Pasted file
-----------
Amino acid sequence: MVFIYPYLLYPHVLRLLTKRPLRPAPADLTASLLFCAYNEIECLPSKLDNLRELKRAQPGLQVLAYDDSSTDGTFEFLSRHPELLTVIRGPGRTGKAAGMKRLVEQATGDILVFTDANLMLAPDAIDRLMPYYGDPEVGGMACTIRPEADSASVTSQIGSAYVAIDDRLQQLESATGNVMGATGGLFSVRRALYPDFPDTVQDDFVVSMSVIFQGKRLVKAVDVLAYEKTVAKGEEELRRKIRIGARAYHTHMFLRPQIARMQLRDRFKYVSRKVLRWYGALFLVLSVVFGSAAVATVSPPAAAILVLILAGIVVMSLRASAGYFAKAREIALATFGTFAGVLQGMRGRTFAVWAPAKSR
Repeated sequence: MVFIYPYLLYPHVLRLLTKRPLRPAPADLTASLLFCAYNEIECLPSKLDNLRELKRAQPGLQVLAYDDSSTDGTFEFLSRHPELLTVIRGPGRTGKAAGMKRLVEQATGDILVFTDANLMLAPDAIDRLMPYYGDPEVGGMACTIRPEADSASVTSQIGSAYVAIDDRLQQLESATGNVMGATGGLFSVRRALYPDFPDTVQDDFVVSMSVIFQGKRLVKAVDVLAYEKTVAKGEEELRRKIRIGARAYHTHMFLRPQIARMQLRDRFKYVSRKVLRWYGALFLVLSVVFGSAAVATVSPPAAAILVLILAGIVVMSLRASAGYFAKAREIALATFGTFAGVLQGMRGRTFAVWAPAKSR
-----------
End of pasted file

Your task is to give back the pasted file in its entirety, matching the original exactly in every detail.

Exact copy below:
Amino acid sequence: MVFIYPYLLYPHVLRLLTKRPLRPAPADLTASLLFCAYNEIECLPSKLDNLRELKRAQPGLQVLAYDDSSTDGTFEFLSRHPELLTVIRGPGRTGKAAGMKRLVEQATGDILVFTDANLMLAPDAIDRLMPYYGDPEVGGMACTIRPEADSASVTSQIGSAYVAIDDRLQQLESATGNVMGATGGLFSVRRALYPDFPDTVQDDFVVSMSVIFQGKRLVKAVDVLAYEKTVAKGEEELRRKIRIGARAYHTHMFLRPQIARMQLRDRFKYVSRKVLRWYGALFLVLSVVFGSAAVATVSPPAAAILVLILAGIVVMSLRASAGYFAKAREIALATFGTFAGVLQGMRGRTFAVWAPAKSR
Repeated sequence: MVFIYPYLLYPHVLRLLTKRPLRPAPADLTASLLFCAYNEIECLPSKLDNLRELKRAQPGLQVLAYDDSSTDGTFEFLSRHPELLTVIRGPGRTGKAAGMKRLVEQATGDILVFTDANLMLAPDAIDRLMPYYGDPEVGGMACTIRPEADSASVTSQIGSAYVAIDDRLQQLESATGNVMGATGGLFSVRRALYPDFPDTVQDDFVVSMSVIFQGKRLVKAVDVLAYEKTVAKGEEELRRKIRIGARAYHTHMFLRPQIARMQLRDRFKYVSRKVLRWYGALFLVLSVVFGSAAVATVSPPAAAILVLILAGIVVMSLRASAGYFAKAREIALATFGTFAGVLQGMRGRTFAVWAPAKSR